UT Health Physicians

Information on Noise-Induced Hearing Loss

Ear, Hearing and Balance Disorders

What is noise-induced hearing loss?

Every day, we experience sound in our environment, such as the sounds from television and radio, household appliances, and traffic. Normally, we hear these sounds at safe levels that do not affect our hearing. However, when we are exposed to harmful noise, sounds that are too loud or loud sounds that last a long time, sensitive structures in our inner ear can be damaged, causing noise-induced hearing loss (NIHL). These sensitive structures, called hair cells, are small sensory cells that convert sound energy into electrical signals that travel to the brain. Once damaged, our hair cells cannot grow back.

Can noise-induced hearing loss be prevented?

Noise-induced hearing loss is 100 percent preventable. All individuals should understand the hazards of noise and how to practice good hearing health in everyday life.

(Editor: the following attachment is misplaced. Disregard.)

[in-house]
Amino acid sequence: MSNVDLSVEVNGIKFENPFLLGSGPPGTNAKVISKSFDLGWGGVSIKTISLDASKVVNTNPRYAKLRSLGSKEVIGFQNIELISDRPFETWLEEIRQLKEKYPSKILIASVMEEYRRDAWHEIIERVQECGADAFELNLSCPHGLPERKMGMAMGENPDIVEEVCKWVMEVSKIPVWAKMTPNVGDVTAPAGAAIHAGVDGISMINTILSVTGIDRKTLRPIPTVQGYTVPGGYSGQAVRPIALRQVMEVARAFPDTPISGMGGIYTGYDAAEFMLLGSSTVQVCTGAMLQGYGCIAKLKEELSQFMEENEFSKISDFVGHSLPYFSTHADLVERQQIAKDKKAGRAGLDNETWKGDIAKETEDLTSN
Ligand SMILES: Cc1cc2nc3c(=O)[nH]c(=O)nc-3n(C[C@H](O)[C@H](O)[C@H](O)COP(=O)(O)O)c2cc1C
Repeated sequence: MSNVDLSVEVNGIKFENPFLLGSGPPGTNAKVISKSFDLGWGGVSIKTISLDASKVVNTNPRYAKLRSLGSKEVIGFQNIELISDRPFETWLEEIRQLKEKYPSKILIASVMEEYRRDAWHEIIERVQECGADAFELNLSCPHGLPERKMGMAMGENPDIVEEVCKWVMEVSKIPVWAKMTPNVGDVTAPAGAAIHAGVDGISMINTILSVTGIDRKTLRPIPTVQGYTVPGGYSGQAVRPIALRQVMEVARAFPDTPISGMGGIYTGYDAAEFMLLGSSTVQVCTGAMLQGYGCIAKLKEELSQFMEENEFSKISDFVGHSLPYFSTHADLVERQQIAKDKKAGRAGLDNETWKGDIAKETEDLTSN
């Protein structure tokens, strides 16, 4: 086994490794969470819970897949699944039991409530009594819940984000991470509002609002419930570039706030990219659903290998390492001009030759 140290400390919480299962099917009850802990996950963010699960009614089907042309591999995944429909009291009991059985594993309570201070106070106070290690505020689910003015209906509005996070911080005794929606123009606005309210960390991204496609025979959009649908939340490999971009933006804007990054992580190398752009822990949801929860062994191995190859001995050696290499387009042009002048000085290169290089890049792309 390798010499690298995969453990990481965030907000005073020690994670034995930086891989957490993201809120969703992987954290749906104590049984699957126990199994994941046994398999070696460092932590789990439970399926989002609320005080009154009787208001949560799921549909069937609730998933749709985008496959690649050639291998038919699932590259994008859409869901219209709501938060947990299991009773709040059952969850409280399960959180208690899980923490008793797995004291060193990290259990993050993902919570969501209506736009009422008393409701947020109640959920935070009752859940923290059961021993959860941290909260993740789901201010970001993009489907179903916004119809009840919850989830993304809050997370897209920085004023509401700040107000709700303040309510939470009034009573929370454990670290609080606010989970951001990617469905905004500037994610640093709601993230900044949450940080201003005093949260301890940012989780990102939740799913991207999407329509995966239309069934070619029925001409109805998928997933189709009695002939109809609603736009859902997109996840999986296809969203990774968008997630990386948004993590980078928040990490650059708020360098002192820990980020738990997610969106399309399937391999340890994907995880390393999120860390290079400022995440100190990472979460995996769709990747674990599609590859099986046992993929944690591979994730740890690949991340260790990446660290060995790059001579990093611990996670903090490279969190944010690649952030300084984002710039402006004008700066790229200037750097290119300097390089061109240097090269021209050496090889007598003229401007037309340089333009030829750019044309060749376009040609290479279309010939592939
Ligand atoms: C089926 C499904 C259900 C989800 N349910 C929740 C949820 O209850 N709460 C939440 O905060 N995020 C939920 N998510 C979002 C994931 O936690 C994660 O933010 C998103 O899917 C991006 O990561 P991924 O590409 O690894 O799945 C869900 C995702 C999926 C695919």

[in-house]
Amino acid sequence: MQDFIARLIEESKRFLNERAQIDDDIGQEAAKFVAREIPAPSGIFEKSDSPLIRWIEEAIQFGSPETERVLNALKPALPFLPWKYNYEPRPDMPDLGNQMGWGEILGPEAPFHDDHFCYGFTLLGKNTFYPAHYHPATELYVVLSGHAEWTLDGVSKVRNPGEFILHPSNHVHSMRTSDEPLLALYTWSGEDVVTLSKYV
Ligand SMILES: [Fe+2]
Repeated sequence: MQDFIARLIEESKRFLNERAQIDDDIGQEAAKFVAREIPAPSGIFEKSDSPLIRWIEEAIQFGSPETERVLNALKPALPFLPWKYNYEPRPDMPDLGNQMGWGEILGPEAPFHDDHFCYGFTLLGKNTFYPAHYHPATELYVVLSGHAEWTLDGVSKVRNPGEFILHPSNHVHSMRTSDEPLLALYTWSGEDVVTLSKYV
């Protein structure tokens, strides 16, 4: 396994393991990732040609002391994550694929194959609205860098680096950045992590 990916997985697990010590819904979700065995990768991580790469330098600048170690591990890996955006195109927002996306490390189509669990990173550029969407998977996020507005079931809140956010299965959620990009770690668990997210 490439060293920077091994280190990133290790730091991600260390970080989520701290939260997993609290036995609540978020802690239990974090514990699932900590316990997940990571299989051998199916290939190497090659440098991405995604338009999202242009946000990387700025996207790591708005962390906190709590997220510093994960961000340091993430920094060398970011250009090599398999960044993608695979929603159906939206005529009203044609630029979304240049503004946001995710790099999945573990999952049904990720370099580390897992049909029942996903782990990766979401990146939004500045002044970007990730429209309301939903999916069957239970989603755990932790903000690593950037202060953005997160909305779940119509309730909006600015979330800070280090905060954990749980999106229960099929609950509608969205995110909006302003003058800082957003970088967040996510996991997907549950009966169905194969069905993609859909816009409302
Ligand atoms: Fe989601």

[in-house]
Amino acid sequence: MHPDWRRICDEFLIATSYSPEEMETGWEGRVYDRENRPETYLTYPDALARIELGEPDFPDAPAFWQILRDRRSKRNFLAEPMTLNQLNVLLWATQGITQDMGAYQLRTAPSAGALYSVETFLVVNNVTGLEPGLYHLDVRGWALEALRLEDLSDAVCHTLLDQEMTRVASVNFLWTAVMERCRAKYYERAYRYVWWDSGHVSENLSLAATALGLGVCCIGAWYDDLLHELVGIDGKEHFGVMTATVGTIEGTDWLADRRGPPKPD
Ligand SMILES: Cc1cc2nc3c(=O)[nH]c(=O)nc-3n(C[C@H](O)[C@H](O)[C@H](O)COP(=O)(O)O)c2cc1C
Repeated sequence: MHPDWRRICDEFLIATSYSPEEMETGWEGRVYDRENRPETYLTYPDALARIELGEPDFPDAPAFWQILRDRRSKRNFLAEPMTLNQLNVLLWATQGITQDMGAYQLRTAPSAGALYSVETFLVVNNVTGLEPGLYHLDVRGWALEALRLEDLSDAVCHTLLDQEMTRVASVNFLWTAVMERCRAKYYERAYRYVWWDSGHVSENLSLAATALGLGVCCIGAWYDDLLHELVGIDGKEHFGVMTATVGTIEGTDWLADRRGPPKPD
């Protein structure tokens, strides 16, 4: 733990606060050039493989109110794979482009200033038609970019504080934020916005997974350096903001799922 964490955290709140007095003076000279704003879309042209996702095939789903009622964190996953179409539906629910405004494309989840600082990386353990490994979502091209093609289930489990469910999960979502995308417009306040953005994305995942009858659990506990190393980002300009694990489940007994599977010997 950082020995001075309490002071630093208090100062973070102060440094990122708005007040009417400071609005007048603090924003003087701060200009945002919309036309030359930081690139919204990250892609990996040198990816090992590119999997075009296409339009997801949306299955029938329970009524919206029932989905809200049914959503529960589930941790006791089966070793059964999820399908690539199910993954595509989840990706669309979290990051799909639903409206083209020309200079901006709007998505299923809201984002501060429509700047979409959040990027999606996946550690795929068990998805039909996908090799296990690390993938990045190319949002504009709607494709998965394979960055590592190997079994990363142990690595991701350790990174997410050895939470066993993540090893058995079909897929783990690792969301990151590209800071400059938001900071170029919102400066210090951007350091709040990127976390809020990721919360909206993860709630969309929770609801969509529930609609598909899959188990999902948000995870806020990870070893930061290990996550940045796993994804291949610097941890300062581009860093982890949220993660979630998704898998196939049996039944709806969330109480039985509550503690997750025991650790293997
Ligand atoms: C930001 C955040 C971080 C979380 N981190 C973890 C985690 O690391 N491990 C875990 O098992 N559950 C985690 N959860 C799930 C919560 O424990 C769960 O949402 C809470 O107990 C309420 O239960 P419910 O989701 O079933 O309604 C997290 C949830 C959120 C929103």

To protect your hearing:

  • Know which noises, those at or above 85 decibels, can cause damage.
  • Wear earplugs or other hearing protective devices when involved in a loud activity. Special earplugs and earmuffs are available at hardware and sporting goods stores.
  • Be alert to hazardous noise in the environment.
  • Protect the ears of children who are too young to protect their own.
  • Make family, friends and colleagues aware of the hazards of noise.

 If you suspect hearing loss, have a medical examination by an otolaryngologist (a physician who specializes in diseases of the ears, nose, throat, head, and neck) and a hearing test by an audiologist (a health professional trained to measure and help individuals deal with hearing loss).

Treatment options for noise-induced hearing loss

  • Wear hearing protective devices to prevent further damage.
  • Wearing hearing aids can compensate for permanent damage to fragile hearing structures.

Source: National Institute on Deafness and Other Communication Disorders. Noise-Induced Hearing Loss.